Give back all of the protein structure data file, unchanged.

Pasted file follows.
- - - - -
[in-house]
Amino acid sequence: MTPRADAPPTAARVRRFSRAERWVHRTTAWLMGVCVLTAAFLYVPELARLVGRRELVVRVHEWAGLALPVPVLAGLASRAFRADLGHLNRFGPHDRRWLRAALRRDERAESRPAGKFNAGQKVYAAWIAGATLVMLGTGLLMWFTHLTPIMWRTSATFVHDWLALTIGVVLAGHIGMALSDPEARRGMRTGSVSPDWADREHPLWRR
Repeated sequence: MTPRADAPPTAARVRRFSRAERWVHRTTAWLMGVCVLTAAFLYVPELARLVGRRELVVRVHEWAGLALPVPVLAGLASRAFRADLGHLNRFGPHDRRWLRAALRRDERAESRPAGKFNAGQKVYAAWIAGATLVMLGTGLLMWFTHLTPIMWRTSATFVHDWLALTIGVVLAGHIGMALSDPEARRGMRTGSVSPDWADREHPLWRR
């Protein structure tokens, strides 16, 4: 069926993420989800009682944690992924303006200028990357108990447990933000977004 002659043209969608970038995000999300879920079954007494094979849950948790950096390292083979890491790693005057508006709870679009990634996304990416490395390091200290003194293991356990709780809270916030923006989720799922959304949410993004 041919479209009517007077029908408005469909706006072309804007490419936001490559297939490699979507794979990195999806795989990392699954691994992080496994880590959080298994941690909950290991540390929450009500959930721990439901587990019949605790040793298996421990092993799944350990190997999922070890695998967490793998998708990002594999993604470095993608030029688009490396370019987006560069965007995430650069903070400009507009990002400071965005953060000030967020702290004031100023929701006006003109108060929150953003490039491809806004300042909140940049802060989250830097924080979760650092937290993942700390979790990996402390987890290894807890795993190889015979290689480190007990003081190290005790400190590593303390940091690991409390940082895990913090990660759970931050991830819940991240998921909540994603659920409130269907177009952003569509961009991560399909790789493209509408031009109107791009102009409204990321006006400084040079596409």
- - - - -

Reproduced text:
[in-house]
Amino acid sequence: MTPRADAPPTAARVRRFSRAERWVHRTTAWLMGVCVLTAAFLYVPELARLVGRRELVVRVHEWAGLALPVPVLAGLASRAFRADLGHLNRFGPHDRRWLRAALRRDERAESRPAGKFNAGQKVYAAWIAGATLVMLGTGLLMWFTHLTPIMWRTSATFVHDWLALTIGVVLAGHIGMALSDPEARRGMRTGSVSPDWADREHPLWRR
Repeated sequence: MTPRADAPPTAARVRRFSRAERWVHRTTAWLMGVCVLTAAFLYVPELARLVGRRELVVRVHEWAGLALPVPVLAGLASRAFRADLGHLNRFGPHDRRWLRAALRRDERAESRPAGKFNAGQKVYAAWIAGATLVMLGTGLLMWFTHLTPIMWRTSATFVHDWLALTIGVVLAGHIGMALSDPEARRGMRTGSVSPDWADREHPLWRR
């Protein structure tokens, strides 16, 4: 069926993420989800009682944690992924303006200028990357108990447990933000977004 002659043209969608970038995000999300879920079954007494094979849950948790950096390292083979890491790693005057508006709870679009990634996304990416490395390091200290003194293991356990709780809270916030923006989720799922959304949410993004 041919479209009517007077029908408005469909706006072309804007490419936001490559297939490699979507794979990195999806795989990392699954691994992080496994880590959080298994941690909950290991540390929450009500959930721990439901587990019949605790040793298996421990092993799944350990190997999922070890695998967490793998998708990002594999993604470095993608030029688009490396370019987006560069965007995430650069903070400009507009990002400071965005953060000030967020702290004031100023929701006006003109108060929150953003490039491809806004300042909140940049802060989250830097924080979760650092937290993942700390979790990996402390987890290894807890795993190889015979290689480190007990003081190290005790400190590593303390940091690991409390940082895990913090990660759970931050991830819940991240998921909540994603659920409130269907177009952003569509961009991560399909790789493209509408031009109107791009102009409204990321006006400084040079596409």